It was on my return that I realised the error in my perfect plans. Had I not been so sleepy, I might have realised sooner and asked the thing to ‘update and restart’ while I slept. Instead, I was faced with that dire blue screen and the cheerful message that ‘updates are 1% installed!’ This was going to take a while…

So much for my plans.

My initial reaction was one of annoyance. I have my habits on a morning and was not happy about being forced to change my plans. I could have stayed in bed! Except, I was wide awake anyway. I could use the laptop… but the files I needed were on the PC. Annoyance gave way to frustration…neither reaction a productive use of my time.  I cuddled up with the dog, which is never a waste of time, and reviewed the situation.

While it is true that I work best early in the morning and late at night, those are not my only options. The weather was looking less than promising. How about, instead of writing, I did all the housework, such as it is, and took longer-than-usual walk with the dog instead? My furry friend agreed that this was a good plan…and one to be implemented without delay.

It was a ‘seaside morning’… one of those sunny days where clouds scud across the sky, borne by a fresh breeze that remind me of childhood holidays by the sea. The fields, in spite of the dog’s best efforts to scare the farmer away, were freshly mown. Hints of perfume rose from every garden and the fields were golden and sparkling with dew. We watched the birds go about their morning busy-ness, startled a portly and offended pheasant and watched the rabbits forage for breakfast. For an hour, we hadn’t a care in the world… which is not a bad way to start any day.

When I eventually came home from work, it would be to the knowledge that ll my time was my own, to do with as I chose… nothing that had to be done because it had already been taken care of. I could write to my heart’s content! Nice.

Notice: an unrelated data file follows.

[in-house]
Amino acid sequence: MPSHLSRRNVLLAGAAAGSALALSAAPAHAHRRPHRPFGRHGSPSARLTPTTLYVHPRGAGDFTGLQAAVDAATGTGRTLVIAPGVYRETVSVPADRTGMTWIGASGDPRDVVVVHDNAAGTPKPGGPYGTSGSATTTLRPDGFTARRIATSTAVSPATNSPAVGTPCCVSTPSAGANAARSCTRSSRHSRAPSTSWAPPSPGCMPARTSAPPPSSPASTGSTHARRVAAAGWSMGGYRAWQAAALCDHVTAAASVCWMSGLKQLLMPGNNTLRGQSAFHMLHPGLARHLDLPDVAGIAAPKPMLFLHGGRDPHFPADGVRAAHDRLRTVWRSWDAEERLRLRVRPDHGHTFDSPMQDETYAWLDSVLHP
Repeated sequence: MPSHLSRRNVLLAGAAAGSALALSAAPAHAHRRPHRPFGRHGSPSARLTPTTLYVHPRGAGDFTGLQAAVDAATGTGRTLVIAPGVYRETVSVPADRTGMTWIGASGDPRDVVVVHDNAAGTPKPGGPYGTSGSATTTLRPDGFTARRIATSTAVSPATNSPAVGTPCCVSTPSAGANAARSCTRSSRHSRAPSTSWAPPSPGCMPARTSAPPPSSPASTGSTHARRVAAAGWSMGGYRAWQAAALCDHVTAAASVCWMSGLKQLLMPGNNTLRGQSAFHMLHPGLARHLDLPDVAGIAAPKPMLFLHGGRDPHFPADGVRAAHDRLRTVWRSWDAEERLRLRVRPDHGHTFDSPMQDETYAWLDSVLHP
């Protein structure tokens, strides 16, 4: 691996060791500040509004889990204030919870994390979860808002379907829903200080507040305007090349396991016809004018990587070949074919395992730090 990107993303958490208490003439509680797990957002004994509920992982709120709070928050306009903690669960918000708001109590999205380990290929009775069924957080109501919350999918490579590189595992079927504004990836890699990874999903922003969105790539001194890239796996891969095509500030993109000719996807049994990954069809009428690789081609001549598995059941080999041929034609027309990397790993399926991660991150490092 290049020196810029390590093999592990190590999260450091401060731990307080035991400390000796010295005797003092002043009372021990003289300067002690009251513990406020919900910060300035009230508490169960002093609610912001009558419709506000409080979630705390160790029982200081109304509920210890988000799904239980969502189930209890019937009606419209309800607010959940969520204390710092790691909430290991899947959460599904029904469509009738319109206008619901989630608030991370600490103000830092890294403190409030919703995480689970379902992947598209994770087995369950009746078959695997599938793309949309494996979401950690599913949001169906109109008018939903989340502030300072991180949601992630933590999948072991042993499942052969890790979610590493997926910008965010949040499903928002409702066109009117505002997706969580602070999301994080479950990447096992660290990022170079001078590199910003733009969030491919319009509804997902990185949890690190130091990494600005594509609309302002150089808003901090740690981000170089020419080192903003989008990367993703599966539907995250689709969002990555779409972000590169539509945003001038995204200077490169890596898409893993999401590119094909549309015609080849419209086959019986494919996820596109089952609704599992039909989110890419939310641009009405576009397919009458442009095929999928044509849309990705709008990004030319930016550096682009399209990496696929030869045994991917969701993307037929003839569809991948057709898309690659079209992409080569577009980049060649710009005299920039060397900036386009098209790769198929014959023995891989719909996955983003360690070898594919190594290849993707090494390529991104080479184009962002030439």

And there it was. There is always a lesson to be learned… or of which we can be reminded. Most of them, we already know and may be quite happy to point out to others, even when we fail to apply them to our own lives. We just get used to living one way and forget to take notice, in exactly the same way as I have grown used to my morning routine, failing to notice that it no longer the best use of my time.

I always used to make sure the housework was done before bed, staying up after the rest of the household had retired, so that it would be tidy for morning. But that was when the house held a family, all of whom needed to be able to get organised for school or work. Those days have long since gone. I would also tidy round before I left for work, so it wouldn’t have chance to get too bad before I started to cook in the evenings. Those days too are departed. Early mornings and late evenings were my only time to write. These days, I have more freedom. So why do the habits remain? Simply because I am so used to them that I had not realised they were there.

This morning’s enforced interruption of the pattern made me stop and take stock. A moment imposed and beyond my control and yet which allowed me to break the hold of a habit and see a new path. Life occasionally offers us these opportunities… and we call them disasters, because we are seeing them through the lens of the status quo, instead of a chance to take a new direction.